What to do with your live tree

christmas tree

We have just gone through the heartwarming time of year when we celebrate the wonder and the magic of Christmas. And what a glorious time of year that it is and how we have needed it, considering 2020. But, my goodness, this time of year can create a lot of needless waste.

As conservationists, we can help alleviate a lot of that waste and reduce our carbon footprint, starting with our live Christmas trees. Once these beautifully decorated trees have served their purpose of making our homes bright and cheerful, we can give it new life and purpose by utilizing it in other ways.


First, if you have not used old-world edible decorations like popcorn and cranberries, please make sure that you have removed all of other nonedible decorations before you place your trees outside.

If you purchase a tree with the root ball intact, your tree can be planted outside. As soon as possible after Christmas, plant your tree outside.

Conifers make excellent windbreaks, and who doesn’t like a good windbreak? Wildlife such as deer and rabbits use them as windbreaks and bedding. In large quantities, conifers can be used as windbreaks for livestock.

If you have used decorations that are edible by wildlife you can set the tree outside. Christmas trees can make wonderful bird feeders. You can add dried fruit, suet, stale bread and bags of seed. The tree will not only be a source of food for sparrows, chickadees, cardinals and bluejays but it will also provide them shelter from the cold winter.

If you have a lake or pond on your property, place your tree in there. Christmas trees provide habitats and forage for fish and over the course of time will decompose.


If you don’t have a lake or pond on your property, check with your city or township department to see if they offer a drop off location.

Here in Mahoning County, our Solid Waste Management Green Team allows residents to drop off their trees; then the Ohio Department of Natural Resources Division of Wildlife places the trees in our nearby lakes.  Municipalities may also offer to take your Christmas trees as they use them for mulch within community parks and gardens.

You can chip the trees yourself and use the mulch in your gardens or as ground cover around landscaping. Just the needles alone make great mulch. Pine tree needles decompose slowly and do not collect mold.

And speaking of pine needles, they also make great potpourris and sachets. Store needles in a brown paper bag in a cool, dry area and they will retain their scent for some time. Who doesn’t love the smells of Christmas time all year round?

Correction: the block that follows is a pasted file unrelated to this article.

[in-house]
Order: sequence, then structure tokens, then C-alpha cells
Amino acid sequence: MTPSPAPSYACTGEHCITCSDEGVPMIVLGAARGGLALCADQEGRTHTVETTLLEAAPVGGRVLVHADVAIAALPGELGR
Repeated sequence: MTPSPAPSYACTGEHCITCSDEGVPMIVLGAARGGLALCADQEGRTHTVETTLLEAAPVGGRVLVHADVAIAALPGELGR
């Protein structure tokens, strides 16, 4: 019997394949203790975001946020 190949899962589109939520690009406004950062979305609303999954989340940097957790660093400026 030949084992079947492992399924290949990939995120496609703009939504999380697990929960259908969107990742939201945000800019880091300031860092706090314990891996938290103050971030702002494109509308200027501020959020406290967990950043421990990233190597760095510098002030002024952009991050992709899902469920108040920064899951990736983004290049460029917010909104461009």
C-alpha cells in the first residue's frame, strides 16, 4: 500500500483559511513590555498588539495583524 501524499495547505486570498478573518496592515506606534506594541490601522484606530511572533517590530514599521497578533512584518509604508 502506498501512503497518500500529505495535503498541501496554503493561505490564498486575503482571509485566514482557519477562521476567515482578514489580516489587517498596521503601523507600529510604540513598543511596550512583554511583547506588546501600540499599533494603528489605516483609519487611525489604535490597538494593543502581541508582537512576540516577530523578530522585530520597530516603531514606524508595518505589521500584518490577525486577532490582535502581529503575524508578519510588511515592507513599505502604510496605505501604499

Another option for recycling and reusing is to chop your tree and use it as firewood for your fireplace and/or fire pit. But be careful using the branches as they can send off sparks. If burning in your house fireplace, you should just use the Christmas tree firewood to start the fire as the burning pine wood may leave a tarry residue on your fireplace. Also, you may have to wait a while for the wood to dry, but the scent of a good log fire makes it worth the wait. Saving the wood until the summer night time fires is worth the wait as well.


There are many woodworking projects that you can do with what was once a beautiful Christmas tree. Give the gift of coasters or trivets next Christmas made from the tree of this year. Plaques with family names and addresses can be created. If you didn’t use the whole tree as a birdhouse, maybe create one made from the twigs and branches of the tree.

Not feeling very crafty but still want to use the chop wood for a project? You can use the logs for garden barriers or paths. Shredding the tree makes a natural path material that is not only aesthetically pleasing but very comfortable to walk on as a hike and good for the environment.

Christmas trees are extremely effective soil erosion barriers. Christmas trees can be used along our lakes and rivers to secure shoreline stabilization and sediment management concerns

If your Christmas tree is still in your backyard come spring, don’t worry. If permitted in your community, you can burn your Christmas tree. The ashes are nutrient and mineral rich and can be spread in your garden thereby saving money on other costly soil amendments.


Up-to-date agriculture news in your inbox!



We are glad you have chosen to leave a comment. Please keep in mind that comments are moderated according to our comment policy.

Receive emails as this discussion progresses.